Mapping Monday: How Votes Moved Many

When it comes to midterm elections, what do your students think? Are they confused as to why the elections are being held without a presidential race? Or are they tuned in to the fact that the officials elected during midterm elections can have a great impact on the future of their local communities? Do they realize that some of the officials elected during midterm elections have influence on what laws are passed in Congress?

Tap into this topic by checking out this map on the National Geographic Education website. The map below outlines the movement of Native Americans as a result of the Indian Removal Act.

The map shows the routes of the five southeastern tribes that were forced to leave their homelands in the Southeast and live in Indian Territory in what is now Oklahoma. A surprising number of Americans opposed Indian removal. (The first bill in Congress passed by only 103 votes to 97.) But the demand for new lands was high, and former Army officers such as Andrew Jackson used their experiences as Indian fighters to gain political popularity and get elected to office. Map by National Geographic Society

The map shows the routes of the five southeastern tribes that were forced to leave their homelands in the Southeast and live in Indian Territory in what is now Oklahoma. Many Americans opposed Indian removal. (The first bill in Congress passed by only 103 votes to 97.) But the demand for new lands was high, and former Army officers such as Andrew Jackson used their experiences as Indian fighters to gain political popularity and get elected to office. Map by National Geographic Society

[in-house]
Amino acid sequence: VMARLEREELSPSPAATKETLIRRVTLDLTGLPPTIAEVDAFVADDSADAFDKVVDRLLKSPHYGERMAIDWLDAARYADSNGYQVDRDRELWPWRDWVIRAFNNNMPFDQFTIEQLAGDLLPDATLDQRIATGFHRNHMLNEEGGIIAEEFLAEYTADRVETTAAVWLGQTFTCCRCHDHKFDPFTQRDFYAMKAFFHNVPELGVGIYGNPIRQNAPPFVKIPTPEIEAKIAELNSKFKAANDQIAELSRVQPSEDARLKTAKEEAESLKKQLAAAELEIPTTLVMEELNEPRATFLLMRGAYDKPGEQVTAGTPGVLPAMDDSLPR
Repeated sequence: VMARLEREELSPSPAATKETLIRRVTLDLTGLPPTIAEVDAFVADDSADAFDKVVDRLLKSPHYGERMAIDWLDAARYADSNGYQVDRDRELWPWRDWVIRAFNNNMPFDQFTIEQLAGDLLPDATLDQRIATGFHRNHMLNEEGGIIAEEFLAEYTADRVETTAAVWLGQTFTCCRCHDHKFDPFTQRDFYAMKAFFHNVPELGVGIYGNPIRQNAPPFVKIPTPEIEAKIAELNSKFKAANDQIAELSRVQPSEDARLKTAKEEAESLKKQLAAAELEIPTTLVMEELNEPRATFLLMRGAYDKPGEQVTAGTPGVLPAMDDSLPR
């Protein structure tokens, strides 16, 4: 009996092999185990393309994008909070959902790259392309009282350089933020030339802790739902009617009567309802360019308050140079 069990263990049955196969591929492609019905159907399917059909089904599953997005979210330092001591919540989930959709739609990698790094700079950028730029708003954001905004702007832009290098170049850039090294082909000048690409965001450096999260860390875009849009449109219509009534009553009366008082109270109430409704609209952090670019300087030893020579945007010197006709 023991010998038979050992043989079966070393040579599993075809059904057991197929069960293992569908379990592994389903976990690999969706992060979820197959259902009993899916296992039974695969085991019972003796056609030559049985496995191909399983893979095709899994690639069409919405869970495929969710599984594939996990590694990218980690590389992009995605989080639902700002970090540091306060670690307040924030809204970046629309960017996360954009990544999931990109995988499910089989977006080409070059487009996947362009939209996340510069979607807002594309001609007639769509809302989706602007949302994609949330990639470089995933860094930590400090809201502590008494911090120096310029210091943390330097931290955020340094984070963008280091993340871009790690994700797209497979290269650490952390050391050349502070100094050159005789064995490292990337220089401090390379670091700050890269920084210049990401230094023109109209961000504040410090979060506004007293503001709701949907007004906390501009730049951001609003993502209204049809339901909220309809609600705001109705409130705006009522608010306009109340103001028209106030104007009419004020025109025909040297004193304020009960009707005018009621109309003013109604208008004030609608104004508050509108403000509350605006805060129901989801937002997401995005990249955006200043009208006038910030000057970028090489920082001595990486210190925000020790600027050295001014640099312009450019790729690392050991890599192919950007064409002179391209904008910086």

The Indian Removal Act was a midterm election issue that had long-term consequences. Leading up to the passing of the act, not all members of Congress supported it. However, voters did support the act, as it freed up more than 25 million acres of fertile farmland in Alabama, Arkansas, Florida, Georgia, Mississippi, North Carolina and Tennessee for use mainly by white settlers. Despite opposition from a few members of Congress and the Native Americans, voters influenced their elected officials who passed the act into law.

Because the voice of voters was heard and accepted, thousands of Native Americans were forced to move from their homes into what was then called Indian Territory. This relocation became known as the Trail of Tears, and more than 4,000 Native Americans died because of disease, starvation, and exposure to extreme weather along the way to their new homes.

Ask your students how voters influenced the law, and how did the rules of who could vote influence the passing of this act? Discuss ways voters today influence the decisions made by our elected officials. Are there issues in your area that are hot topics for this election? Do your students see long-lasting consequences if voters influence their elected officials one way or the other?

TEACHERS’ TOOLKIT
More related resources from National Geographic Education

This Day in Geographic History: 1830: Indian Removal Act

Map: Native American Removal from the Soutwest

Collection: Native Americans

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